So one solution is to heat the water in 1,000 one-liter vessels, each one monitored and controlled separately, and then transfer the heated water back to the large tank. Given the abovementioned technological constraints, the odds are that about 100 of those 1,000 vessels will burst, but you would still be left with 900 liters of hot water.

China has relied heavily on this mechanism to promote economic development and growth. When China began introducing market-based reforms in the late 1970s, it lacked clear-cut rules governing market activity, and local officials, rather than private entrepreneurs, played the leading role in the development process. This created a huge gray area of economic activity and subjected officials to great temptation in terms of reaping personal profit through economic development. In this way, shifting economic leadership to local officials spawned corruption at the same time that it fueled rapid development and growth.

Crackdown versus Structural Reform

The analogy of “heating water in small pots” can help clarify the relationship between growth and corruption in China. As soon as graft surpasses a certain threshold (in terms of the sums of money involved and the social impact), the government cracks down. Of course, if officials refrained from all such activity, they would avoid the risk of prosecution, but in that case the regions and sectors under their control may not grow as quickly, and their own prospects for advancement and personal enrichment may diminish. Under these circumstances, officials will tend to keep a finger to the wind and engage in graft at a level they suppose will be permissible. Eventually, however, some unlucky official or officials will cross the line and be targeted for investigation and punishment. Here we see how the “small pot” system disperses the risk. Even if 10% of officials fall victim to the crackdown, the remaining 90% will survive, and the economy will continue to develop and grow in spite of an environment of widespread corruption.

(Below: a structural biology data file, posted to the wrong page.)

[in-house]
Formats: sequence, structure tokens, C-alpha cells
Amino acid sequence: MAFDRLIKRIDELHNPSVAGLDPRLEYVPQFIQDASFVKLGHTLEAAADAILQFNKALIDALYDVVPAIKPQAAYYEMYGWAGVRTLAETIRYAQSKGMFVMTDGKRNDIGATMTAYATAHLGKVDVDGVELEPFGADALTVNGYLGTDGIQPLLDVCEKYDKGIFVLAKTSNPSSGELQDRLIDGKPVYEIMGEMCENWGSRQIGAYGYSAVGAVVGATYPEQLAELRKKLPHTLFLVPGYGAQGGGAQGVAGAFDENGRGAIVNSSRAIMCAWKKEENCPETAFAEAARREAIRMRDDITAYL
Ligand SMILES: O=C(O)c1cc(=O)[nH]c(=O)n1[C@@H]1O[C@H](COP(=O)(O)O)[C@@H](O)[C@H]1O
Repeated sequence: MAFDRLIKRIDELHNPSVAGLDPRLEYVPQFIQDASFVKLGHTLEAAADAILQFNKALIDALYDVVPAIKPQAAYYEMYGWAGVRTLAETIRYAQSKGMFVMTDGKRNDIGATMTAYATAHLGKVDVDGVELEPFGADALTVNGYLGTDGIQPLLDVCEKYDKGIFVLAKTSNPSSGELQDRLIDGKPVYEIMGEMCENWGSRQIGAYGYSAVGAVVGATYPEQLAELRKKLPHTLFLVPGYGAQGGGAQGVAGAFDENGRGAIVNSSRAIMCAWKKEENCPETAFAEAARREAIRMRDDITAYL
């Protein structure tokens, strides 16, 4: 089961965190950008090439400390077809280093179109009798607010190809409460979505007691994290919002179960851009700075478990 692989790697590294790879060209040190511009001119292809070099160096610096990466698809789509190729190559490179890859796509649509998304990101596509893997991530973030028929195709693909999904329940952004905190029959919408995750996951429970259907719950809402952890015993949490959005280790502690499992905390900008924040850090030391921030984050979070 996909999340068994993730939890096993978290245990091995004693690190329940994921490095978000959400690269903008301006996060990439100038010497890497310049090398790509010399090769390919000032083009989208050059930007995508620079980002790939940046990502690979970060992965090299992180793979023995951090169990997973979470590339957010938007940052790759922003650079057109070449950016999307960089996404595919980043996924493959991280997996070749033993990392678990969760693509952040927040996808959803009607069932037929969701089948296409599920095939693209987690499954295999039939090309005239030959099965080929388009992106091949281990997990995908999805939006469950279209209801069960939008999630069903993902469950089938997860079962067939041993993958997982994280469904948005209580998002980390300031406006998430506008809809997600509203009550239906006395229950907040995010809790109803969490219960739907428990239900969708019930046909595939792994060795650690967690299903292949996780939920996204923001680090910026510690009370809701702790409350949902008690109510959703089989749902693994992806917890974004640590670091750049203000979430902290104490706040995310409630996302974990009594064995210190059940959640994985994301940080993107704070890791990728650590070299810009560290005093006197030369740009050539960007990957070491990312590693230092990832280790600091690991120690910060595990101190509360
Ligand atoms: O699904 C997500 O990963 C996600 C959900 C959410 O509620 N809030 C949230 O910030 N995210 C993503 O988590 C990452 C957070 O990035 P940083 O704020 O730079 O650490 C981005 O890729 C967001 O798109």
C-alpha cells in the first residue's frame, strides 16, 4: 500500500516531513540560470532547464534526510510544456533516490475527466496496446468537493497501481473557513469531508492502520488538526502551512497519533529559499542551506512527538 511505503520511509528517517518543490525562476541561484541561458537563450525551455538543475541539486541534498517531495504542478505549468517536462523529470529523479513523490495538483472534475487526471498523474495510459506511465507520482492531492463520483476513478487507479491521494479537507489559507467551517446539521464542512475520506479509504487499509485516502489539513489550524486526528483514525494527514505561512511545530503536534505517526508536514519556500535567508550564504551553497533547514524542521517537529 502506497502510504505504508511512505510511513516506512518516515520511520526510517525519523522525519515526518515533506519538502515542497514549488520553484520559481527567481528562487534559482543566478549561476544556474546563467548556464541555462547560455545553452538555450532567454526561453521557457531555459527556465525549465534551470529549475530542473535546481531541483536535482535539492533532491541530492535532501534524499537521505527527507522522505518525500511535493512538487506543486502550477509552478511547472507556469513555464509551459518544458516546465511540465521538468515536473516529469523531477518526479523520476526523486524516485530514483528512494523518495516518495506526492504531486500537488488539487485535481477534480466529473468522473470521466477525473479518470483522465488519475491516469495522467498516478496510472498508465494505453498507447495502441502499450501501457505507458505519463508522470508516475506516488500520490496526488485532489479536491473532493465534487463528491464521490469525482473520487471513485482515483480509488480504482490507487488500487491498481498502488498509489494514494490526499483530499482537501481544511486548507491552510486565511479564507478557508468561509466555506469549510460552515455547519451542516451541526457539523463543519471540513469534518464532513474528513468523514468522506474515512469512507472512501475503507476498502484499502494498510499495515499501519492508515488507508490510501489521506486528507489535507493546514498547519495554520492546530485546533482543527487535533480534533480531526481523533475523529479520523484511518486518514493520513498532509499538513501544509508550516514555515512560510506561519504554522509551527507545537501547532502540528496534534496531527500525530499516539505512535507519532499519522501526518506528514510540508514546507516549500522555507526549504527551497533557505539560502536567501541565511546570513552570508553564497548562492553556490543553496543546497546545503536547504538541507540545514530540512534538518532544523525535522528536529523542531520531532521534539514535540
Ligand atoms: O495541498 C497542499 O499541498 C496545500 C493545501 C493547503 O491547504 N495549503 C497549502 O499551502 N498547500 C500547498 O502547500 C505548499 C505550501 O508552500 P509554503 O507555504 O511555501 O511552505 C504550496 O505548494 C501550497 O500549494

The best way to truly root out corruption in China would be to eliminate the gray areas in China’s political-economic system (the very areas that have hitherto supported China’s rapid growth). This would mean curtailing government officials’ role in the economy and taking the privatization of state-owned enterprises to the next level. At this point, however, there is no indication that the government of Xi Jinping is prepared to undertake such reforms.

On January 14, 2014, at the third plenary session of the Central Commission for Discipline Inspection, President Xi called for an intensification of anticorruption efforts through stronger regulations, better oversight, and more public disclosure. He urged the party organization and the CCDI to hold officials accountable and not allow regulations to become “paper tigers.” If the current government hopes to prevent corruption from reaching the highest levels and spiraling out of control—but without resorting to basic structural reforms—then it has no choice but to crack down even harder. Assuming the crackdown succeeds in reining in predatory corruption and preventing it from engulfing the state, then the coexistence of corruption and growth will likely continue in China for the foreseeable future.

1. Indermit Gill and Homi Kharas, An East Asian Renaissance: Ideas for Economic Growth (World Bank, 2007), .

2. Andrew Wedeman, Double Paradox: Rapid Growth and Rising Corruption in China (Cornell University Press, 2012).

3. Cao Zhenghan, “Zouchu zhongyan zhiguan, difang zhimin jiu geju,” Nanfang Zhoumou , June 24, 2010.

    • Professor of Economics, Kobe University
    • Hiroyuki Kato
    • Hiroyuki Kato